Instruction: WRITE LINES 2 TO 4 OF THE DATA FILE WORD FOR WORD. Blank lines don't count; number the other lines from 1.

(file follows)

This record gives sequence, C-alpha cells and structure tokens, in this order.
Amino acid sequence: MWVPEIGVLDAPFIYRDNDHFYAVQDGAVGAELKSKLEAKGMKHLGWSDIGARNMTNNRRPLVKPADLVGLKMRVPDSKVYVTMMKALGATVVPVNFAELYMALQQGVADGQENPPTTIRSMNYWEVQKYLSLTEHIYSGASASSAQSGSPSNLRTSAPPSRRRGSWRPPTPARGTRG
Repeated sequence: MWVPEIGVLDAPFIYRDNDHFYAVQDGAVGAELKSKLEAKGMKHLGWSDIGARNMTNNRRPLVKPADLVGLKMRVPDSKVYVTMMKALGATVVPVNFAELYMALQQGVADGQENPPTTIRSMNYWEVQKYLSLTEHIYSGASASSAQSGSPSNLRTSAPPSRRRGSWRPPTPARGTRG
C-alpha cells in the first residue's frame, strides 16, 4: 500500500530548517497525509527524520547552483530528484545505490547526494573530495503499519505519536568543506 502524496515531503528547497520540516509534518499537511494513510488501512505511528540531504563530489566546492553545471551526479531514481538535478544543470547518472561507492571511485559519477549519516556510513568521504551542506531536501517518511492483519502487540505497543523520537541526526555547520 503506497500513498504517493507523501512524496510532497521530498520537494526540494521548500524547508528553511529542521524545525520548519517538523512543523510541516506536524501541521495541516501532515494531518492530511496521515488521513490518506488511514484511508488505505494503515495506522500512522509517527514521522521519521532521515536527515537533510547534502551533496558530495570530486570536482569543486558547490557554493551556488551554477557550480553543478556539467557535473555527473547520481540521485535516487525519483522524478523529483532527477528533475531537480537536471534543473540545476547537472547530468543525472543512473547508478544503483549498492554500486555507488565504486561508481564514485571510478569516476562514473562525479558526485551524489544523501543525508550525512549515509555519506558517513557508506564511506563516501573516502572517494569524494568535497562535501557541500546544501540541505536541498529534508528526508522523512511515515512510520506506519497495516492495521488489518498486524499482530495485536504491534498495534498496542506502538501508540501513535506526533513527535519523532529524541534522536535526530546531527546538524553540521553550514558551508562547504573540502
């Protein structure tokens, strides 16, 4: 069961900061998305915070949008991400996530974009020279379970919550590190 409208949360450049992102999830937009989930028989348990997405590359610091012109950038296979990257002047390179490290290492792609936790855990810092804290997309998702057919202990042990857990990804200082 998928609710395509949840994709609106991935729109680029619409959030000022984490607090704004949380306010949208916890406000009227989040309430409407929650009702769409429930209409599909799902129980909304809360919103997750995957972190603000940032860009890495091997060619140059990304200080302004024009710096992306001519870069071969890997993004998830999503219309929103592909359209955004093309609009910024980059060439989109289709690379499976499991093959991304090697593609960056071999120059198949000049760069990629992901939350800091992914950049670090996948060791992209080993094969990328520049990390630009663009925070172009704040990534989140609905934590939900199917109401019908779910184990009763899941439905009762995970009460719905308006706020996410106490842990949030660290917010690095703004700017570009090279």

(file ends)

Amino acid sequence: MWVPEIGVLDAPFIYRDNDHFYAVQDGAVGAELKSKLEAKGMKHLGWSDIGARNMTNNRRPLVKPADLVGLKMRVPDSKVYVTMMKALGATVVPVNFAELYMALQQGVADGQENPPTTIRSMNYWEVQKYLSLTEHIYSGASASSAQSGSPSNLRTSAPPSRRRGSWRPPTPARGTRG
Repeated sequence: MWVPEIGVLDAPFIYRDNDHFYAVQDGAVGAELKSKLEAKGMKHLGWSDIGARNMTNNRRPLVKPADLVGLKMRVPDSKVYVTMMKALGATVVPVNFAELYMALQQGVADGQENPPTTIRSMNYWEVQKYLSLTEHIYSGASASSAQSGSPSNLRTSAPPSRRRGSWRPPTPARGTRG
C-alpha cells in the first residue's frame, strides 16, 4: 500500500530548517497525509527524520547552483530528484545505490547526494573530495503499519505519536568543506 502524496515531503528547497520540516509534518499537511494513510488501512505511528540531504563530489566546492553545471551526479531514481538535478544543470547518472561507492571511485559519477549519516556510513568521504551542506531536501517518511492483519502487540505497543523520537541526526555547520 503506497500513498504517493507523501512524496510532497521530498520537494526540494521548500524547508528553511529542521524545525520548519517538523512543523510541516506536524501541521495541516501532515494531518492530511496521515488521513490518506488511514484511508488505505494503515495506522500512522509517527514521522521519521532521515536527515537533510547534502551533496558530495570530486570536482569543486558547490557554493551556488551554477557550480553543478556539467557535473555527473547520481540521485535516487525519483522524478523529483532527477528533475531537480537536471534543473540545476547537472547530468543525472543512473547508478544503483549498492554500486555507488565504486561508481564514485571510478569516476562514473562525479558526485551524489544523501543525508550525512549515509555519506558517513557508506564511506563516501573516502572517494569524494568535497562535501557541500546544501540541505536541498529534508528526508522523512511515515512510520506506519497495516492495521488489518498486524499482530495485536504491534498495534498496542506502538501508540501513535506526533513527535519523532529524541534522536535526530546531527546538524553540521553550514558551508562547504573540502